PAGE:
At the stroke of midnight Friday night, restricted free agent Ben Utecht evidently became a member of the Cincinnati Bengals after his former employer, the Indianapolis Colts, opted not to match a 3-year, $8.75 million contract offer that the Bengals put in front of the talented tight end.
In fact, according to Utecht's agent, Christopher Murray, the team didn't even call to give them any indication of their decision or to simply wish Utecht well. It was an odd oversight by a team that is consistently praised for its overall class and how well they treat their players.
"From everything we know at this time, the Colts have not matched the offer sheet," Murray told Scout.com shortly after midnight. "Therefore Ben is setting his sights on being a Bengal and is truly excited about the opportunity."
Since Indianapolis only placed the low tender of $927,000 on Utecht, the signing of the 6-foot-6, 251-pound tight end didn't cost Cincinnati any draft picks to complete the deal. Utecht was originally signed by the Colts as an undrafted free agent.
Ben Utecht celebrates after catching scoring a touchdown in 2006.
Andy Lyons/Getty Images
Indianapolis' second tight end for the past two seasons started 28 of 32 games, making 68 catches during the 2006 and 2007 campaigns while averaging 10.4 yards per catch. While he was consistently able to find open areas underneath coverage to provide a valuable outlet for Colts quarterback Peyton Manning, Utecht's sound blocking technique and his physical size was also a real asset in Indianapolis' rushing attack.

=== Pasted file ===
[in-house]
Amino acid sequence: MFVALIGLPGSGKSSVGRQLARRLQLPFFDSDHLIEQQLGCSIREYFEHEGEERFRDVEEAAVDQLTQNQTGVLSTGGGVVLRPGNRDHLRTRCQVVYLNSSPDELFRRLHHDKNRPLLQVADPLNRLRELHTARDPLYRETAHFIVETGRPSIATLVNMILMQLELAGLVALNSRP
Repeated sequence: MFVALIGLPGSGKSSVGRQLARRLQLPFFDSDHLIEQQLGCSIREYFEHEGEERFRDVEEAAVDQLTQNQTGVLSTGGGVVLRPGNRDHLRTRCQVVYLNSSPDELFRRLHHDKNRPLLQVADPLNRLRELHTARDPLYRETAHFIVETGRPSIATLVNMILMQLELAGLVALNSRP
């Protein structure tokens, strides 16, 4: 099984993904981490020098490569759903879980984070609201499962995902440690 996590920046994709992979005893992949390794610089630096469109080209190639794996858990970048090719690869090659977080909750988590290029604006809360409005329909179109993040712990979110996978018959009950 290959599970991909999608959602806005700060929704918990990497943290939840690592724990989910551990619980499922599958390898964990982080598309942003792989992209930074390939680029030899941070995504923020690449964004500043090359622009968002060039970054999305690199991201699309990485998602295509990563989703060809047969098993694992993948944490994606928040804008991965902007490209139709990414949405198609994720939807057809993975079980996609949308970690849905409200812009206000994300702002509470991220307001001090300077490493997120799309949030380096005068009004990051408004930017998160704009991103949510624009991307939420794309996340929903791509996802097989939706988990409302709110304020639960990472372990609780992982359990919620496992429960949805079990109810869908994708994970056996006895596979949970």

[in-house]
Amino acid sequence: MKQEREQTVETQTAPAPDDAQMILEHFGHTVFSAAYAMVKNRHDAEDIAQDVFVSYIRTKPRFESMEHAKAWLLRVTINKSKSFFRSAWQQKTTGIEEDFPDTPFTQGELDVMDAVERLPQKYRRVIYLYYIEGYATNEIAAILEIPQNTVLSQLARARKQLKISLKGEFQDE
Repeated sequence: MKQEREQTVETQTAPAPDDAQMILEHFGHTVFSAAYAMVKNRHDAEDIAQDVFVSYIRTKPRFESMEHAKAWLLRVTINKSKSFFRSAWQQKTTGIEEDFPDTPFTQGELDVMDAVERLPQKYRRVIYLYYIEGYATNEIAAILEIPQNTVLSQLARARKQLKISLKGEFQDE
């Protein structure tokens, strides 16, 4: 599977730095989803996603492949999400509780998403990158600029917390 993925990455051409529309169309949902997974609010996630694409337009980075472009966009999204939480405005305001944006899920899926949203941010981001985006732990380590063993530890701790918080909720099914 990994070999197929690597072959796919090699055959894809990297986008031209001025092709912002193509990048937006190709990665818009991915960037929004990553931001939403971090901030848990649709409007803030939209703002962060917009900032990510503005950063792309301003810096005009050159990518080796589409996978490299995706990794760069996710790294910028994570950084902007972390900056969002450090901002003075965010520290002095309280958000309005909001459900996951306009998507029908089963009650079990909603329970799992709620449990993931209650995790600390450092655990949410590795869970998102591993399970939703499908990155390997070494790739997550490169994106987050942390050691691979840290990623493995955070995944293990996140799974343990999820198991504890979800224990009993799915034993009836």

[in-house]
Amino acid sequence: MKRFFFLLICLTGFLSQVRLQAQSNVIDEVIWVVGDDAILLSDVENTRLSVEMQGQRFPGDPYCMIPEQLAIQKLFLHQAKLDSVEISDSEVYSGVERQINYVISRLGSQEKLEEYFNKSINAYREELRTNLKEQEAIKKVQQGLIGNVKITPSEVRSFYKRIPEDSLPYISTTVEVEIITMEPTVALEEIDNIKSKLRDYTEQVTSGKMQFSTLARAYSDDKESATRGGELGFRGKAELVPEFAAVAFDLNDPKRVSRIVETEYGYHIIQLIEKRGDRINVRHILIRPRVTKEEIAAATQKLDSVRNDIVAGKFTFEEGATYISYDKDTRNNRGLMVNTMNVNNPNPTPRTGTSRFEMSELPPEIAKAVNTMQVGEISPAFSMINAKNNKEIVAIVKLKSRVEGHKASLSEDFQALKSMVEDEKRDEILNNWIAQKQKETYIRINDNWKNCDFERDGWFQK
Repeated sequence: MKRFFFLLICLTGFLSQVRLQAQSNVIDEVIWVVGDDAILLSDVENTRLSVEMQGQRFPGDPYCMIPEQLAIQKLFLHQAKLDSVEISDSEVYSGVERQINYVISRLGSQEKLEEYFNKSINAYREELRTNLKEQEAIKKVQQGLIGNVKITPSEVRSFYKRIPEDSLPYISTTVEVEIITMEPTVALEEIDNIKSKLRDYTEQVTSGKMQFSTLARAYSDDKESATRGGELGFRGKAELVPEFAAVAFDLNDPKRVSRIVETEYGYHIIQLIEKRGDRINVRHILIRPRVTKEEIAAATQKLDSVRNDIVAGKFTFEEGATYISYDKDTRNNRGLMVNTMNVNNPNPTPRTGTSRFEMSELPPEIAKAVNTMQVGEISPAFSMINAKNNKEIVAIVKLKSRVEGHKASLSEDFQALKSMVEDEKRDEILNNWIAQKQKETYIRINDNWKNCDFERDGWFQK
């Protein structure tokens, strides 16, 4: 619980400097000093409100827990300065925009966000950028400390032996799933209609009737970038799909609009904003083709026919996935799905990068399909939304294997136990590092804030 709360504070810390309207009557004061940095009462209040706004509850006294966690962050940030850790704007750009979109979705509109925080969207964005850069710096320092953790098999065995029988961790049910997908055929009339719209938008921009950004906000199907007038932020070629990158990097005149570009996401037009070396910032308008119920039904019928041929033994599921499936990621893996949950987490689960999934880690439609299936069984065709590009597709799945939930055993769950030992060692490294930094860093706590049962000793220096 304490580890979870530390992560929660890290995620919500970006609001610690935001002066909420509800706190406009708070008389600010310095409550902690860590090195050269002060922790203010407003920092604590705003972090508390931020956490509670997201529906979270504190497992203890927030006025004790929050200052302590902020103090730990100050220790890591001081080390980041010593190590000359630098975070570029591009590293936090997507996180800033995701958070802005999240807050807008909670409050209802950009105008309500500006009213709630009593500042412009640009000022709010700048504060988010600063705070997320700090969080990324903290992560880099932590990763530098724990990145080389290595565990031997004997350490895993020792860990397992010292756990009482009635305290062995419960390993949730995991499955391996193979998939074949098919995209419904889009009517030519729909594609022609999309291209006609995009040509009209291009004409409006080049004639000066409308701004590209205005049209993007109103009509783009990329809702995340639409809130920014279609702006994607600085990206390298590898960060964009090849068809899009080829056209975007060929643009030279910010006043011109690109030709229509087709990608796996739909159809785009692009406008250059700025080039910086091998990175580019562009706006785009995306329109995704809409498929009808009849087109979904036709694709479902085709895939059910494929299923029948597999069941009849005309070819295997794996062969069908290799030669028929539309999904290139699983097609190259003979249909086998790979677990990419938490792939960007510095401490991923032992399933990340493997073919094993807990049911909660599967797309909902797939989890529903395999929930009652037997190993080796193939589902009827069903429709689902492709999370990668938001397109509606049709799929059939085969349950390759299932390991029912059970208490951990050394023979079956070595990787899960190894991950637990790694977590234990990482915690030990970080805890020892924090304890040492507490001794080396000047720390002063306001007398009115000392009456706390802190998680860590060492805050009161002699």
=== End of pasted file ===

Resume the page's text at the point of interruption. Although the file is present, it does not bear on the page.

Utecht's departure creates a void that Indianapolis will likely have to address in the draft. Restricted free agent Bryan Fletcher can't compensate for Utecht's contribution in the running game even if the Colts re-sign him. He's just not as physical as Utecht and is primarily a receiver. Gijon Robinson was an undrafted rookie who spent a good portion of the year on the team's practice squad and has the size to be a force in the running game, but is unproven to date as a receiver at the pro level.
While Dallas Clark remains the team's top tight end, their use of the two tight-end set has been an integral part of their success offensively, so Indianapolis will have to find another well-rounded player like Utecht before the start of the season.
While I was in Mobile, Alabama for Senior Bowl week, Colts team representatives were actively talking with tight ends. Utecht's potential replacement could end up being Tennessee's Brad Cottam or Kentucky's Jacob Tamme, both of whom would be a good fit for the now-vacant spot. And while it's not likely that Texas A&M's Martellus Bennett or USC's Fred Davis will still be on the board near the end of the second round when the Colts make their first selection, they may be tempted to use their top pick on one of those two talented players to fill the gap as either one would be too good to pass up at that point. If Clark would end up hobbled by an injury, they'd need someone of that caliber to step in, because that player's not currently on their roster.